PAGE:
A Belgrade foreign ministry spokesman said that his country would consider a United Nations-led force if one was approved by the Security Council. But, he said, it must be unarmed - in other words, much the same as the international monitor force that spent five months in Kosovo before the Rambouillet conference collapsed and Nato began bombing on 24 March. The offer was immediately dismissed by the White House last night.
Mr Chernomyrdin arrived in the wake of the fiercest night of air strikes against the Yugoslav capital yet, which according to the authorities killed at least three people and wounded 40 more as one errant missile smashed into a residential neighbourhood, and others hit the army headquarters and other government buildings.
Speaking in Rome before his departure to Belgrade, Mr Chernomyrdin sounded typically upbeat, saying that positions had moved closer and that "I have the feeling we will reach a solution." But the gap between Belgrade's terms and the demands of Nato seemed unbridgeable yesterday.
Not only does the alliance insist that the peace-keeping force must be powerfully armed and dominated by troops from Nato countries, it is also adamant that there will be no let-up in the bombing until Yugoslav soldiers and paramilitary units "demonstrably" start to withdraw from Kosovo.
Indeed Tony Blair - who will visit British troops in Albania next week - and Bill Clinton - who will visit United States troops in Germany and Nato headquarters in Brussels next week - agreed in a telephone call that the air war will be increased. Better weather, too, is helping Nato to fly a record number of sorties.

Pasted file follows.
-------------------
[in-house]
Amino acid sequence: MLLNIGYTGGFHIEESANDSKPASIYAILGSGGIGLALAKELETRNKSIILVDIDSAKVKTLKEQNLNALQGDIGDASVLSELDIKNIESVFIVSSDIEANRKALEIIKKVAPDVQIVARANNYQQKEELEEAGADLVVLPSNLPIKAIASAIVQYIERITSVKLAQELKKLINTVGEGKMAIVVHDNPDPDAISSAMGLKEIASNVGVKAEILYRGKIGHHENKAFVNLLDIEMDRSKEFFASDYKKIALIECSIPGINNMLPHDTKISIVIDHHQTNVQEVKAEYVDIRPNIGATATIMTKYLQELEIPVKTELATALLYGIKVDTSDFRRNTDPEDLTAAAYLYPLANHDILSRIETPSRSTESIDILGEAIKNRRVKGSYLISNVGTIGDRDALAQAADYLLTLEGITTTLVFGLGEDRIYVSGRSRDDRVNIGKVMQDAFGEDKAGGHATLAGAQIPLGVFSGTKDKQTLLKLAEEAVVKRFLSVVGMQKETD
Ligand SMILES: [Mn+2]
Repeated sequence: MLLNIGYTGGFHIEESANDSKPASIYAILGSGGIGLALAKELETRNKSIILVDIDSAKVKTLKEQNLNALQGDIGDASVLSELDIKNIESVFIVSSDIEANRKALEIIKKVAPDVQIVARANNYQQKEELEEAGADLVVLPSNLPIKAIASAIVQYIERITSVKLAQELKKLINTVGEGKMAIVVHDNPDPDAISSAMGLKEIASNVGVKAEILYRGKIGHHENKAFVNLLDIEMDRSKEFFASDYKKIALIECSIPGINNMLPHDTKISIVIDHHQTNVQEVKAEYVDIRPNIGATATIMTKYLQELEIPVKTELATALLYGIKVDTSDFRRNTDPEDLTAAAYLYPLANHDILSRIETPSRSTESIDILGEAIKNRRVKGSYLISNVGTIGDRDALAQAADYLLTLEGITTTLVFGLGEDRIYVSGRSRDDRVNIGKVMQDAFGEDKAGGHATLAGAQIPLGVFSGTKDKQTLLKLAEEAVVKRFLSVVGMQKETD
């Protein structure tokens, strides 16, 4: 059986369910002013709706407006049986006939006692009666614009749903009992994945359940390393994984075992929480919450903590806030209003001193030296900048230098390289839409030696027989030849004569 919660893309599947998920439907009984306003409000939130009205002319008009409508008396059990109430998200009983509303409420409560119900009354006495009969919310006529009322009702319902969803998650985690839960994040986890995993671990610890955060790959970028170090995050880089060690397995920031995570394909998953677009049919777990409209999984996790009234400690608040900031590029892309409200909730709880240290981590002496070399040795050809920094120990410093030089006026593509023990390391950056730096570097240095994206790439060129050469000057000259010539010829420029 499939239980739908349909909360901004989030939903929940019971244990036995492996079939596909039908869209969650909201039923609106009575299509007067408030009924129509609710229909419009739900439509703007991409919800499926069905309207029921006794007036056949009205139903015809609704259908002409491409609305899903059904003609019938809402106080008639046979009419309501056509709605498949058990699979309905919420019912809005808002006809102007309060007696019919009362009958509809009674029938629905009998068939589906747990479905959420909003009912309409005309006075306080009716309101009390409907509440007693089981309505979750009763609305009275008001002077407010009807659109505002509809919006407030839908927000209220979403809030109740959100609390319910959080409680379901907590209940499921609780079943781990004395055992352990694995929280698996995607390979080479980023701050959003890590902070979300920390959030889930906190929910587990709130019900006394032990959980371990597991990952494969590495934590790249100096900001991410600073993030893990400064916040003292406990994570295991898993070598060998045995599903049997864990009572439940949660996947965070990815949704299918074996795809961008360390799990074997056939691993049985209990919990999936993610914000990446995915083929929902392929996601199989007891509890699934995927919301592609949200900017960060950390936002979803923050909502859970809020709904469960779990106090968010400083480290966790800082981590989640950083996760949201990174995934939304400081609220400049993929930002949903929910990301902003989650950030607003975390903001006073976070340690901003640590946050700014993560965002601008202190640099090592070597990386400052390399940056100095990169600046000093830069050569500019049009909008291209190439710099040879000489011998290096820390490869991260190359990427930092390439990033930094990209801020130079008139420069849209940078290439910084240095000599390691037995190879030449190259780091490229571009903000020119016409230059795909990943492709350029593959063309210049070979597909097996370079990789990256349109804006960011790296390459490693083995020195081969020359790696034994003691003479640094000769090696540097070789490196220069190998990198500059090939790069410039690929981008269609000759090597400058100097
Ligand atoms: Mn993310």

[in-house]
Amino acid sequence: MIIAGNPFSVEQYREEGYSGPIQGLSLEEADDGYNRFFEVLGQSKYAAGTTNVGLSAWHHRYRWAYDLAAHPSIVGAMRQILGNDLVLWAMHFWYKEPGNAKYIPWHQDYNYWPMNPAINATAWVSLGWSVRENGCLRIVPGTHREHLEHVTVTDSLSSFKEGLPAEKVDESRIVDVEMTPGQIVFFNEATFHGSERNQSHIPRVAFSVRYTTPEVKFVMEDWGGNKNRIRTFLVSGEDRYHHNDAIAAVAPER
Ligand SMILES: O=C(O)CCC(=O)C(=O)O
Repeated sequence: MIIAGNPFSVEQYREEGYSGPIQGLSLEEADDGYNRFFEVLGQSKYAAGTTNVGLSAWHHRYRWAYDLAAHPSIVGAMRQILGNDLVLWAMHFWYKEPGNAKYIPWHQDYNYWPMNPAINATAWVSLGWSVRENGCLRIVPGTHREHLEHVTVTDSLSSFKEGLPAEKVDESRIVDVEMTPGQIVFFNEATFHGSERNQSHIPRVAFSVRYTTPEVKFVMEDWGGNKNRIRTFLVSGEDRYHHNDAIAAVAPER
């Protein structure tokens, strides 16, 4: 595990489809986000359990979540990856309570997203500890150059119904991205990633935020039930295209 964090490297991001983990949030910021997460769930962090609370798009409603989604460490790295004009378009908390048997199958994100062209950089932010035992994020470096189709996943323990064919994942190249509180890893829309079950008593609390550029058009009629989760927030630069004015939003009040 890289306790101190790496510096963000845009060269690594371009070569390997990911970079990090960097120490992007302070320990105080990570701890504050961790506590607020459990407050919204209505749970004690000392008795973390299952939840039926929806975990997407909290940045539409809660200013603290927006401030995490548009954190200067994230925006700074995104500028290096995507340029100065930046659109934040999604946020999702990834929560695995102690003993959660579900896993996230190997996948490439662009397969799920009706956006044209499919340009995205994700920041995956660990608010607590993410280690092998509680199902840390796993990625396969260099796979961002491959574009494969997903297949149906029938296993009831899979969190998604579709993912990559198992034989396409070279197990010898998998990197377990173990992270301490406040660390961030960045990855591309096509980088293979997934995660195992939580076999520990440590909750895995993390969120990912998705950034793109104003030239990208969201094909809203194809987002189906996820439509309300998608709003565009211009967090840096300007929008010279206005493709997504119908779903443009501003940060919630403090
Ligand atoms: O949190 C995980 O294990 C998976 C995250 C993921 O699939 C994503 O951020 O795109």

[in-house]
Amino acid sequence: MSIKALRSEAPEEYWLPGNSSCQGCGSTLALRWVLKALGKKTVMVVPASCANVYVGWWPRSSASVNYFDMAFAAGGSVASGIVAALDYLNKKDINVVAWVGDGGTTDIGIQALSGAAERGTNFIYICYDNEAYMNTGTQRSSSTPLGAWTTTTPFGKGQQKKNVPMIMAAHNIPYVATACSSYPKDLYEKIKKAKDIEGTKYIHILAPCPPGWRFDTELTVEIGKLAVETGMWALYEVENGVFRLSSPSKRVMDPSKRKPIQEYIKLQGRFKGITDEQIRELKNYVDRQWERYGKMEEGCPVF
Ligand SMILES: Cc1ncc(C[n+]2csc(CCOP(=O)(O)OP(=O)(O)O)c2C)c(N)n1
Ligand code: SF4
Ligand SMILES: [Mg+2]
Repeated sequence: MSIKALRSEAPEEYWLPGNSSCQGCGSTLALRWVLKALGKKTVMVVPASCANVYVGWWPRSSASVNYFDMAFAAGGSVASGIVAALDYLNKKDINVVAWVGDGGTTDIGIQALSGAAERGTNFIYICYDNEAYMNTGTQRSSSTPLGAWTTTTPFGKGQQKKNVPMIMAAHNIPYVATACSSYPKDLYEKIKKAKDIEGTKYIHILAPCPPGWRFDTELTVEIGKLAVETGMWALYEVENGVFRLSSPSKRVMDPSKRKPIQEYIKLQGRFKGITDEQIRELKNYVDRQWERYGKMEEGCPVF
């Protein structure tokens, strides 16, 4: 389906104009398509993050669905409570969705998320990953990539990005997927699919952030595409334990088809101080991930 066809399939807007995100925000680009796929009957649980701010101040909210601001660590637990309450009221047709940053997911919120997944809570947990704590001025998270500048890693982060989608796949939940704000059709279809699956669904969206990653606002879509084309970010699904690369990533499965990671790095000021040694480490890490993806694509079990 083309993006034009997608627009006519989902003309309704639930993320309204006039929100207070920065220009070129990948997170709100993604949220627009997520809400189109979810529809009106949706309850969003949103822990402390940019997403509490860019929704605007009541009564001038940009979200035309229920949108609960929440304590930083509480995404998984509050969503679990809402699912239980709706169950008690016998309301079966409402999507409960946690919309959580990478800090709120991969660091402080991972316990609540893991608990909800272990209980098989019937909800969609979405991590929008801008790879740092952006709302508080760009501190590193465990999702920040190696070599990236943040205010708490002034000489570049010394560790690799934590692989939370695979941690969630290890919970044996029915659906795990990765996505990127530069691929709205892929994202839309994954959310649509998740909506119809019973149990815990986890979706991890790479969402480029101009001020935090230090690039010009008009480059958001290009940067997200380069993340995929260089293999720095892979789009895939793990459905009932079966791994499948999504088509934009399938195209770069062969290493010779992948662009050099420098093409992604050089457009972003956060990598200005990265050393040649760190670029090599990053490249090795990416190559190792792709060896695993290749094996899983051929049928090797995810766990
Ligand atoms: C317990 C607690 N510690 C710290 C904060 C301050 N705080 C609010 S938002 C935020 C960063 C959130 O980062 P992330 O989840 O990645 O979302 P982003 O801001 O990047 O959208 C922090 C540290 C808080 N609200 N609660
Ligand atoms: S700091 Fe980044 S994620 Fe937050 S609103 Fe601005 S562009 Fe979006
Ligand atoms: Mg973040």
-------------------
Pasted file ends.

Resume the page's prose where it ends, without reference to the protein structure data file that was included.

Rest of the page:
However uncertain its prospects, this second trip to Yugoslavia in 10 days by Mr Chernomyrdin should at least make clear whether Slobodan Milosevic pays any more attention to a friendly Russia than he does to his opponent, Nato. For all the outward warmth, the signs are that he does not.
A mission early in the war by Yevgeny Primakov, the Prime Minister, ended in total failure, while Mr Chernomyrdin's first visit on 22 April produced merely an ambiguous formulation about peace-keepers which, it transpired, Belgrade insisted should be unarmed. A week of bombing since has not shifted its position.
Another visitor to Belgrade, Jesse Jackson, also met with little success - in his case in an attempt to secure the release of the three US soldiers captured in the first days of the war. Mr Jackson said he had been told that a release "was not on the agenda". But he would be allowed to visit the men, he added.
"Bombing cannot be a solution," the US civil rights leader declared after inspecting the Vracar residential district hit by the Nato bomb. "The more bombs fall over Serbia, the more people are displaced in Kosovo, the more losses will accumulate. The only winning option is diplomacy." But last night, diplomacy looked a loser too.Reuse content